How to start your Task ManagerTo start your Task Manager, press “Ctrl+Alt+Delete” keys simultaneously. You can also right click on the Windows Task Bar and select “Task Manager” option in the pop-up menu. Windows 7 and Vista will invite you to confirm starting this administrative tool, and that's all you need to start Task Manager on your computer.
This simple procedure might get complicated in the network environment since network administrator can block your access to Windows administrative tools, and you will have another chance to see this guy. If your Task Manager doesn't appear on your home computer, then it is blocked by the malicious program that you are trying to remove.
Killing processes with your Task ManagerWhen the program is started, open Applications tab and make sure that other programs are not running. If you find some, stop it and open Processes tab. At the bottom, find the button “Show the processes for all users” and click it (on Windows XP put check mark in the box with the same name)
Find malicious processes in the list, right click them, and chose stop process option in a pop-up menu or use the button "End Process".
How to identify malicious processesLook for strange names. Insolent rogues often use arrogant names for malicious files they create. Something like "mybestvirus.exe" is definitely malicious.
Rogues with more practical purpose often use random names that are hard to trace with antivirus software. Something like "LZ185635KXJ580654.exe" is also definitely malicious.
In some cases finding malicious processes might a be tricky task since malware writers often name these processes as a normal ones placing files that the processes belongs to into a different location. On Windows 7 and Vista you can find the file locations by right-clicking a process name. Then you can try to figure out what processes are the duplicates of normal ones. System processes usually belong to files located in system folders, and malicious duplicate files are placed anywhere else.
Be aware of different trick used by criminals. Sometimes, they might place files in system folders and use names that are different from original ones but look very similar. As an example, they might use a digit "1" instead of "l" character, and you need to take a close look to find tricks like that.
Note: Do not become a shooting cowboy killing all the processes that look suspicious to you. Think before you "shoot" since removing important system processes might make your system unstable, and you might need to restart it or even reinstall it in the worst case. If you are in doubt is the process suspicious or not go to processlibrary.com and check it.
How to enable blocked Task ManagerMalicious programs often block Task Manager and other system tools. Unless you got some nasty malware backed up by TDSS rootkit, you can manually unblock your Task Manager. Less advanced malicious programs often use just the same means that a network administrator would use to block users' access to system tools. Follow the instruction placed in my post How to unlock your Task Manager and see if it helps.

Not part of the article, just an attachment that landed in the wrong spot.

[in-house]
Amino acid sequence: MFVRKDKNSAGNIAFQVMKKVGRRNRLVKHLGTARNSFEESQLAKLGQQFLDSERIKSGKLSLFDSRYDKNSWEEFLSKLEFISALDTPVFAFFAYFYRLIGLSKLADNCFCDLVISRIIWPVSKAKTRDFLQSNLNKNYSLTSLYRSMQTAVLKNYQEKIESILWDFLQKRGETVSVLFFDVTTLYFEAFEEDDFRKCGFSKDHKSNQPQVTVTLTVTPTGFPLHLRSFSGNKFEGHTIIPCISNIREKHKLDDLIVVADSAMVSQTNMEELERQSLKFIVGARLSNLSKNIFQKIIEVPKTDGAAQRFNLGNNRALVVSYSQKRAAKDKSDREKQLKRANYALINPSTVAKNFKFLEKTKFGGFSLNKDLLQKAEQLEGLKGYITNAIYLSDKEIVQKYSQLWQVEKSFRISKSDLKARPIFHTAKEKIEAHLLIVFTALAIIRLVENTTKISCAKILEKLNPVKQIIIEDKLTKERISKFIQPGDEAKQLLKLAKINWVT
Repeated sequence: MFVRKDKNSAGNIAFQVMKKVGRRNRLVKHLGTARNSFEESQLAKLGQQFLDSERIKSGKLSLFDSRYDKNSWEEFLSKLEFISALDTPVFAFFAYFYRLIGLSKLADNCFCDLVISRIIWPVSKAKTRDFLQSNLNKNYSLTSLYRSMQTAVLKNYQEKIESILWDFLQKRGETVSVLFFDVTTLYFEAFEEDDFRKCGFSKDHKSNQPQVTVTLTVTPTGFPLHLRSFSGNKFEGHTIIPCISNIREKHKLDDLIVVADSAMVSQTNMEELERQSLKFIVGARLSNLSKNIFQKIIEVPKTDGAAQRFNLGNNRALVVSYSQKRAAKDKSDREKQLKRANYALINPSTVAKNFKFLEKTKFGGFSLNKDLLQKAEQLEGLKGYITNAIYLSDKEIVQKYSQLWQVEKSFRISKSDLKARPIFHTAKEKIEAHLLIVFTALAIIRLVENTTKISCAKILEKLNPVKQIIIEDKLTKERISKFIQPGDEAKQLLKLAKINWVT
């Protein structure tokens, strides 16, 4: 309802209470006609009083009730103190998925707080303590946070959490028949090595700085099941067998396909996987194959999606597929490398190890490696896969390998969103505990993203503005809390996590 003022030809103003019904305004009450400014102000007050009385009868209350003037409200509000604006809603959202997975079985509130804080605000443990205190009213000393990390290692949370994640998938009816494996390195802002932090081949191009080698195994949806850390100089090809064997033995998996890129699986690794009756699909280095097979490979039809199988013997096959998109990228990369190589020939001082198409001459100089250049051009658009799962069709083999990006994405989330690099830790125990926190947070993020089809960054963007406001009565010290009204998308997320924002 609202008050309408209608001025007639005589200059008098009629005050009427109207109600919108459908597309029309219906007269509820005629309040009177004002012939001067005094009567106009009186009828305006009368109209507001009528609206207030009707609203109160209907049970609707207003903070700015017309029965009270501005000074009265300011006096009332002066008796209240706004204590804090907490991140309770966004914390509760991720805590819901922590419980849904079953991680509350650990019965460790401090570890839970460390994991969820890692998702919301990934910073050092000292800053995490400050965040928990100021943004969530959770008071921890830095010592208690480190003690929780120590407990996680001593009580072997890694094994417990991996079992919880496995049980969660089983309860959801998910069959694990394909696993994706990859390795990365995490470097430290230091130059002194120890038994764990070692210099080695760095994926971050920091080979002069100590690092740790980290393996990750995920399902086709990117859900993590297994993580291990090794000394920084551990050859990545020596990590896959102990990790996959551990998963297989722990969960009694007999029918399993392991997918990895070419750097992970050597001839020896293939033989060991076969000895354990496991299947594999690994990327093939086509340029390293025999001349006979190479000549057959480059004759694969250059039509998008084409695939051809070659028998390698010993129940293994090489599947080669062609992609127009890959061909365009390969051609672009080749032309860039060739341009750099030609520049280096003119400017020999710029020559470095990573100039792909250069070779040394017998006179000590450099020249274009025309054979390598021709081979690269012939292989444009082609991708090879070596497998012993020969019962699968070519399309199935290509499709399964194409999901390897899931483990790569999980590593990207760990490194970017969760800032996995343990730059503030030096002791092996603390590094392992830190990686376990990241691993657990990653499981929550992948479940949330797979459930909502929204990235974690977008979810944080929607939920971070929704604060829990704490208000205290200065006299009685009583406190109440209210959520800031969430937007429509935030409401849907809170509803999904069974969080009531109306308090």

If it doesn't help, then this malicious program blocked your Task Manager by placing entries in your Windows system registry. Then you need to edit your system registry and remove the keys that are blocking Task Manager and other system tool needed for the removal. It is likely that your Registry Editor is also blocked by the malicious program, and you need to start this program in a Safe Mode to prevent malicious program from running and blocking your system tools.
Afrer you reboot your system in Safe Mode
Click Start button.
Click Run menu option to bring up the command input box, type regedit.exe and hit Enter.
Type regedit.exe in the "Search programs and files" input field at the bottom and click the link that will appear at the top of the Main menu.
In Registry Editor expand the root keys in a tree all the way down to the System folder, find following keys in the list on the right and remove them.
HKEY_CURRENT_USER \Software\Microsoft\Windows\CurrentVersion\Policies\System "DisableTaskMgr" = 0
HKEY_CURRENT_USER \Software\Microsoft\Windows\CurrentVersion\Policies\System "DisableRegedit"= 0
Close Registry Editor and restart your system in normal mode. If you are able to start Task Manager in a normal mode, then you can look for malicious processes and kill them with your Task Manager. Otherwise, it is likely that your activity is monitored by the rootkit and it do not let you to save changes you made in the system registry. The only reliable tool for fighting rootkits installed as system drivers is TDSSKiller from Kaspersky Lab.
Alternative ways of killing malicious processesKilling malicious processes with taskkill command line utility
Taskkill is one of hidden goodies under the hood of Windows OS. It is a command line tool that can help you in case you know the malicious process name. Then you need to start command prompt box and type taskkill /f /im [malicious process name] - (do not use brackets when typing it down)
Press Enter or click OK button and the process is gone.
Killing malicious processes using RKill
RKill is a utility offered by bleepingcomputer.com that kills all processes ran from files in a user's folder where malicious files are often installed. To use this tool, download it from the site and run. Be aware of a fact that some malicious programs will block RKill, and you might need to somehow rename it before running.